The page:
What If I Don’t Want the Surgery or Treatment Recommended by the Workers’ Compensation Doctor?

Before operationGenerally, workers’ compensation has the right to direct medical care when they have accepted compensability for the specific part of your body, always subject to supervision by the North Carolina Industrial Commission. But this right is not absolute.

Am I Entitled to A Second Opinion?

There are provisions to obtain a second opinion for treatment with another physician. Sometimes you can simply call the adjuster and give them the name of another doctor from whom you want to receive treatment. However,usually it is not that easy. The adjuster may want to keep control over what doctor you see for a second opinion for many reasons that are important to workers compensation. Sometimes there is common ground as to who you can see for a second opinion, sometimes it is highly disputed. Sometimes the doctor you want to see does not want to treat workers compensation claimants, or, after reviewing your medical records, may not feel that they have anything to offer you. GS 97-25(b) sets out the provisions for a second opinion at workers’ compensation’s expense. Note that there is a 14-day notice requirement for a second opinion request, which will be even more significant if you would like to change providers. There are times when it may be advantageous to pay for the second opinion yourself. If there is a dispute between your treating doctor and the recommendations of the second opinion, the Industrial Commission always has the authority to decide who will be authorized to provide further treatment.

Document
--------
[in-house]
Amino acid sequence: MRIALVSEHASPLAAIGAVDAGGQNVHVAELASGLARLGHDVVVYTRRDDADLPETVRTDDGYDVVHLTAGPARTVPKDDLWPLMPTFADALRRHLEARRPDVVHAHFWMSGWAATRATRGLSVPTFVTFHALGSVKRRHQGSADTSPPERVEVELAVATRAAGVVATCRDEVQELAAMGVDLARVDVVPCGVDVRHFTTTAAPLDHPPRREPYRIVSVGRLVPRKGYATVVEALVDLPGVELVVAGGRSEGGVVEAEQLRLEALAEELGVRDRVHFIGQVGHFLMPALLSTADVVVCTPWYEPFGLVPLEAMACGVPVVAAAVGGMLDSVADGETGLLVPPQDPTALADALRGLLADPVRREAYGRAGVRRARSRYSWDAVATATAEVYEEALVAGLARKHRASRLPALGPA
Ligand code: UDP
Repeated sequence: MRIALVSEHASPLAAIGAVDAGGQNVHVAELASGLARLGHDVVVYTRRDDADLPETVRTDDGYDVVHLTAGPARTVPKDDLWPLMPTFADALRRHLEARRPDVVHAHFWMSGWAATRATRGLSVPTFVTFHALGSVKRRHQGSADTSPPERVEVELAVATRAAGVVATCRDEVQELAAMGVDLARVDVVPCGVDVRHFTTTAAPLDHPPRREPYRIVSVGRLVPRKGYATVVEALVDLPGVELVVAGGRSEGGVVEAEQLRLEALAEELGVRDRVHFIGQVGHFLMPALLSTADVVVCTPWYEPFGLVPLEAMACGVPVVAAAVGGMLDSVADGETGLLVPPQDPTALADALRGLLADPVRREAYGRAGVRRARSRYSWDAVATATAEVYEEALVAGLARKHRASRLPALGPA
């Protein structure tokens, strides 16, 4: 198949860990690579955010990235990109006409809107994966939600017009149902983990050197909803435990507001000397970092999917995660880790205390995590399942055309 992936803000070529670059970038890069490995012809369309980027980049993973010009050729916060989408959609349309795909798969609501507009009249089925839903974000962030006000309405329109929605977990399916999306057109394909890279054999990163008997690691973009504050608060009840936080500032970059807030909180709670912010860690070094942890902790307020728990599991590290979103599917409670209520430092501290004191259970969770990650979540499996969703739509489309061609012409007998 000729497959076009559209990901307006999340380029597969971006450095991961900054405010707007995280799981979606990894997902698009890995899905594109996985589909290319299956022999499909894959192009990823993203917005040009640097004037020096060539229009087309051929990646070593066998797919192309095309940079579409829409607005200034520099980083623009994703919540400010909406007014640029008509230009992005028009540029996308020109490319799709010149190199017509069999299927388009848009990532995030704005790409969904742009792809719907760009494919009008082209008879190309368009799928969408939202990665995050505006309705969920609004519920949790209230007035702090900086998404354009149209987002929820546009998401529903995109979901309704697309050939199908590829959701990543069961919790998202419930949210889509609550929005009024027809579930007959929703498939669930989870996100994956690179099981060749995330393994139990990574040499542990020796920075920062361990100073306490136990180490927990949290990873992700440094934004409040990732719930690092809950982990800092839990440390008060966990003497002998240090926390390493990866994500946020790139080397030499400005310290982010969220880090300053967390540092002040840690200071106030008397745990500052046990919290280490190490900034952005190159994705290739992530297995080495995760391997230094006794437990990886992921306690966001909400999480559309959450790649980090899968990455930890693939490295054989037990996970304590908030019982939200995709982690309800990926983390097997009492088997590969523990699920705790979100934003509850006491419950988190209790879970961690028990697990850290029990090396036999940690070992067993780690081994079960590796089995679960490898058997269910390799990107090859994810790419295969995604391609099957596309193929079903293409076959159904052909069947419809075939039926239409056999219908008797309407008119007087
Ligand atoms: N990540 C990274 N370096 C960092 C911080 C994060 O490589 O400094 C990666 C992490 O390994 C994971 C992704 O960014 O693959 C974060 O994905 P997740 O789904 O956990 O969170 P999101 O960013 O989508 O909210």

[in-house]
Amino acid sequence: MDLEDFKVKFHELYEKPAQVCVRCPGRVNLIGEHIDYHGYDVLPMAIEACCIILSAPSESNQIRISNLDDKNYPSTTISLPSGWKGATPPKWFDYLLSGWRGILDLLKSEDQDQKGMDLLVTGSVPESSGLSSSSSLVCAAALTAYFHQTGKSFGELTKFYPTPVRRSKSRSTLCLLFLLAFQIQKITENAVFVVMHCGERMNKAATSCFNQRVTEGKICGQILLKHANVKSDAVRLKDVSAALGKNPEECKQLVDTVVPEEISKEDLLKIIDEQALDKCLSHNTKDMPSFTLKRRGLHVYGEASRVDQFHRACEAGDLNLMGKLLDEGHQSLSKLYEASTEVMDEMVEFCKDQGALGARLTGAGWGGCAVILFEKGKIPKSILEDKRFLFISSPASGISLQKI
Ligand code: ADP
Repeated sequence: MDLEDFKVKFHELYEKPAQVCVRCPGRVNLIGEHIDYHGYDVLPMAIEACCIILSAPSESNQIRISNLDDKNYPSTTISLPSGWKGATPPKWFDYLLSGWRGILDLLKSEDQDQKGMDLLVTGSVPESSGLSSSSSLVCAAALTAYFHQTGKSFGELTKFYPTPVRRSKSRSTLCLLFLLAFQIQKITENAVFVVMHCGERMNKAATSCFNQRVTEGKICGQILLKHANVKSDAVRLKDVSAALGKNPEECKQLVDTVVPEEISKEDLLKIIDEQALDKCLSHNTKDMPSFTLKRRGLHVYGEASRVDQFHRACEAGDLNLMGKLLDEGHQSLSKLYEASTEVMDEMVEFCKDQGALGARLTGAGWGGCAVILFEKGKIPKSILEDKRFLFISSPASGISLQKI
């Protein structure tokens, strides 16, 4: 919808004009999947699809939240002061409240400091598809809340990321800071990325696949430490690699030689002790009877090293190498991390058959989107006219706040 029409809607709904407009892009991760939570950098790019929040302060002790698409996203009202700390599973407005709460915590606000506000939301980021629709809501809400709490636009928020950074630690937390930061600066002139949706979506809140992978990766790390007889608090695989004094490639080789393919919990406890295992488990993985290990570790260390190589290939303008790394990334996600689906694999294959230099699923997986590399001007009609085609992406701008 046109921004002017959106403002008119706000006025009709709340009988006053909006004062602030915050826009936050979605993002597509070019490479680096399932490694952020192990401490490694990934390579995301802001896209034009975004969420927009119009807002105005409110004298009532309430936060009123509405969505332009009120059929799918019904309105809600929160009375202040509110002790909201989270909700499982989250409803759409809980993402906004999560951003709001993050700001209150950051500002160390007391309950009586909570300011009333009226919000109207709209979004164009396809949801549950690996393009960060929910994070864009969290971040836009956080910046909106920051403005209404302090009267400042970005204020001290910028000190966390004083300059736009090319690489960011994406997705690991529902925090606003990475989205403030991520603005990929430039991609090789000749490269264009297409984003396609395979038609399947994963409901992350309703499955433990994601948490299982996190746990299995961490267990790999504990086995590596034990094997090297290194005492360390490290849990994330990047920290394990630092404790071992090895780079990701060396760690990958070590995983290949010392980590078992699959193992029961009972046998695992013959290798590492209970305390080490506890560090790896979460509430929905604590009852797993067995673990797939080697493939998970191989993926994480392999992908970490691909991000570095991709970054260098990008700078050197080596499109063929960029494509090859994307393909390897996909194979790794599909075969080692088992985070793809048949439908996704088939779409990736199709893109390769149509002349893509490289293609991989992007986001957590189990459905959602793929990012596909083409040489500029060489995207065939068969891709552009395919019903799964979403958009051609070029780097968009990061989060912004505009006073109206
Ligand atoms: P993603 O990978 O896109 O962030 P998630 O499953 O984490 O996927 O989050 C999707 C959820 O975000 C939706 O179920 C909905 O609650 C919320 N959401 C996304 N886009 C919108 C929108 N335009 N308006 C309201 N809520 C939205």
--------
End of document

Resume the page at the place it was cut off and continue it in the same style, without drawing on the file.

If the treatment that the workers compensation doctor is providing is no longer effective, or after talking with the doctor and sharing your concerns, you are still having a real problem with the recommended care, you probably should seek a second opinion. Especially when it comes to invasive treatment such as surgery.

Most doctors won’t operate on unwilling patients for obvious reasons. The general rule is that where the surgery is of serious magnitude and risk, involves much pain and suffering and is of uncertain benefit, the refusal of the claimant to undergo surgery is reasonable and will not prejudice the claim. Watkins v. City of Asheville, 99 N.C. App. 302, 304, 392 S.E.2d 753, 756 (1990). That is not to say, however, that you can simply refuse surgery and there not be any consequences of push-back from workers compensation. It gets complicated.

Generally, there needs to be a good reason to refuse diagnostic testing, physical or occupational therapy, medications, or interventional pain management procedures such as nerve blocks. If you refuse these, workers compensation may seek an order with the NC Industrial Commission to compel you to comply with the treatment. You will get a chance to explain your position. If the Industrial Commission Orders you to comply with treatment, your checks may be jeopardized during the time you refuse the treatment,

If you are uncomfortable or feeling insecure about the care that is being provided by workers compensation, and especially if your case is serious enough to require surgery, you should consult with an experienced workers compensation attorney to help you make informed decisions about your case.

Contact Information